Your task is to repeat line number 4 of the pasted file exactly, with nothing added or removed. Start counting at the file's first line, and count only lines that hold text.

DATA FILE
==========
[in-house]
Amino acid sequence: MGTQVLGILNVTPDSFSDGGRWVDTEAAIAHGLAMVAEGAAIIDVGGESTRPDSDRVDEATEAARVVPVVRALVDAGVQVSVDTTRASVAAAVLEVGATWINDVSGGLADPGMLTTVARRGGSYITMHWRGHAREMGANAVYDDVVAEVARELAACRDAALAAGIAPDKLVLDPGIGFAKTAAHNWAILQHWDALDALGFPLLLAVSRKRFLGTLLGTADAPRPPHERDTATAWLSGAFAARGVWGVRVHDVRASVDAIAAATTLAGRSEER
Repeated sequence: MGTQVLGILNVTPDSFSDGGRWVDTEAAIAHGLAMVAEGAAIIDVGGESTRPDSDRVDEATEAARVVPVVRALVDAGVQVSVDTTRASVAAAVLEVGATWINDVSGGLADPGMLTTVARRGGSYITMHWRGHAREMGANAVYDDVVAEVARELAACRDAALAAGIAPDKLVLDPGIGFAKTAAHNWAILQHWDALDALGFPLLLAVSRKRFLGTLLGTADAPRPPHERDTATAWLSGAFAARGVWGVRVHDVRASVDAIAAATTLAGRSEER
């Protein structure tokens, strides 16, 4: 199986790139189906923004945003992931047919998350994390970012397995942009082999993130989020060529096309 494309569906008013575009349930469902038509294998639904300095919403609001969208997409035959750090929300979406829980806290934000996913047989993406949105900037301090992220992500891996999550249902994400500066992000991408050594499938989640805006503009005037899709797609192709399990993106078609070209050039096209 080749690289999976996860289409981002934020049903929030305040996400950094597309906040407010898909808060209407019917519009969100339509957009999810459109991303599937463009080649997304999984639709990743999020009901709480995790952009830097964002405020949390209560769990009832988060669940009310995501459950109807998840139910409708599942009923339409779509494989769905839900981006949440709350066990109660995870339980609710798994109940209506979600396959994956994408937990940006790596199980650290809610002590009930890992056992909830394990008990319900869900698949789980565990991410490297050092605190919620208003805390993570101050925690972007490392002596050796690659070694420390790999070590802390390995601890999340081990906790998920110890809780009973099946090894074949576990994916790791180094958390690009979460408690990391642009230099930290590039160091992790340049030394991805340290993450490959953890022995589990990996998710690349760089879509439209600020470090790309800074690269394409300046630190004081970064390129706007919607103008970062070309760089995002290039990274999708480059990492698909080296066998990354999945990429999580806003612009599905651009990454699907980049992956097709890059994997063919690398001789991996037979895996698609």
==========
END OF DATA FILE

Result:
């Protein structure tokens, strides 16, 4: 199986790139189906923004945003992931047919998350994390970012397995942009082999993130989020060529096309 494309569906008013575009349930469902038509294998639904300095919403609001969208997409035959750090929300979406829980806290934000996913047989993406949105900037301090992220992500891996999550249902994400500066992000991408050594499938989640805006503009005037899709797609192709399990993106078609070209050039096209 080749690289999976996860289409981002934020049903929030305040996400950094597309906040407010898909808060209407019917519009969100339509957009999810459109991303599937463009080649997304999984639709990743999020009901709480995790952009830097964002405020949390209560769990009832988060669940009310995501459950109807998840139910409708599942009923339409779509494989769905839900981006949440709350066990109660995870339980609710798994109940209506979600396959994956994408937990940006790596199980650290809610002590009930890992056992909830394990008990319900869900698949789980565990991410490297050092605190919620208003805390993570101050925690972007490392002596050796690659070694420390790999070590802390390995601890999340081990906790998920110890809780009973099946090894074949576990994916790791180094958390690009979460408690990391642009230099930290590039160091992790340049030394991805340290993450490959953890022995589990990996998710690349760089879509439209600020470090790309800074690269394409300046630190004081970064390129706007919607103008970062070309760089995002290039990274999708480059990492698909080296066998990354999945990429999580806003612009599905651009990454699907980049992956097709890059994997063919690398001789991996037979895996698609």